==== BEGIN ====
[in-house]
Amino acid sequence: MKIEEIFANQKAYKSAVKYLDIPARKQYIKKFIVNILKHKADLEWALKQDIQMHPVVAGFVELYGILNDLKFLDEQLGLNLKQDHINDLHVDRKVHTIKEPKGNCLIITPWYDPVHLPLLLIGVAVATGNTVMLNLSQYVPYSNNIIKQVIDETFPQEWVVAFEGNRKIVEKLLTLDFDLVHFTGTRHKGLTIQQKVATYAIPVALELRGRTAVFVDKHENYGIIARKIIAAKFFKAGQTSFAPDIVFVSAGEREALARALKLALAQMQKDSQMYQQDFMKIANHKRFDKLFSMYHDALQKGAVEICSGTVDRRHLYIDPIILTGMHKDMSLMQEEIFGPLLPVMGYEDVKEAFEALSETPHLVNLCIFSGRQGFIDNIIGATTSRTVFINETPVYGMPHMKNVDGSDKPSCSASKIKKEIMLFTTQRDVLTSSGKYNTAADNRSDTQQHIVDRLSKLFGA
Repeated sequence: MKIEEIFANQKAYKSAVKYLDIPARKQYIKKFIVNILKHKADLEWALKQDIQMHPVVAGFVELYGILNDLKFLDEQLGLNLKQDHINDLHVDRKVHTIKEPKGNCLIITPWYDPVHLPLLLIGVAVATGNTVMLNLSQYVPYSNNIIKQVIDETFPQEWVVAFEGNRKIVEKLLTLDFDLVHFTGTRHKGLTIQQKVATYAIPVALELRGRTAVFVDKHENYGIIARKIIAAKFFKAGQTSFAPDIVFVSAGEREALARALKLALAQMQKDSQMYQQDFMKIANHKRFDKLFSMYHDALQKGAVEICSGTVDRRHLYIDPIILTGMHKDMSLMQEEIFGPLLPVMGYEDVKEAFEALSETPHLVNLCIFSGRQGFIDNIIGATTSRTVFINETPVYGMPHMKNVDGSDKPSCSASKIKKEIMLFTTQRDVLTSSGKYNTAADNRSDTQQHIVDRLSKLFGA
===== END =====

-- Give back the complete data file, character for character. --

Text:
[in-house]
Amino acid sequence: MKIEEIFANQKAYKSAVKYLDIPARKQYIKKFIVNILKHKADLEWALKQDIQMHPVVAGFVELYGILNDLKFLDEQLGLNLKQDHINDLHVDRKVHTIKEPKGNCLIITPWYDPVHLPLLLIGVAVATGNTVMLNLSQYVPYSNNIIKQVIDETFPQEWVVAFEGNRKIVEKLLTLDFDLVHFTGTRHKGLTIQQKVATYAIPVALELRGRTAVFVDKHENYGIIARKIIAAKFFKAGQTSFAPDIVFVSAGEREALARALKLALAQMQKDSQMYQQDFMKIANHKRFDKLFSMYHDALQKGAVEICSGTVDRRHLYIDPIILTGMHKDMSLMQEEIFGPLLPVMGYEDVKEAFEALSETPHLVNLCIFSGRQGFIDNIIGATTSRTVFINETPVYGMPHMKNVDGSDKPSCSASKIKKEIMLFTTQRDVLTSSGKYNTAADNRSDTQQHIVDRLSKLFGA
Repeated sequence: MKIEEIFANQKAYKSAVKYLDIPARKQYIKKFIVNILKHKADLEWALKQDIQMHPVVAGFVELYGILNDLKFLDEQLGLNLKQDHINDLHVDRKVHTIKEPKGNCLIITPWYDPVHLPLLLIGVAVATGNTVMLNLSQYVPYSNNIIKQVIDETFPQEWVVAFEGNRKIVEKLLTLDFDLVHFTGTRHKGLTIQQKVATYAIPVALELRGRTAVFVDKHENYGIIARKIIAAKFFKAGQTSFAPDIVFVSAGEREALARALKLALAQMQKDSQMYQQDFMKIANHKRFDKLFSMYHDALQKGAVEICSGTVDRRHLYIDPIILTGMHKDMSLMQEEIFGPLLPVMGYEDVKEAFEALSETPHLVNLCIFSGRQGFIDNIIGATTSRTVFINETPVYGMPHMKNVDGSDKPSCSASKIKKEIMLFTTQRDVLTSSGKYNTAADNRSDTQQHIVDRLSKLFGA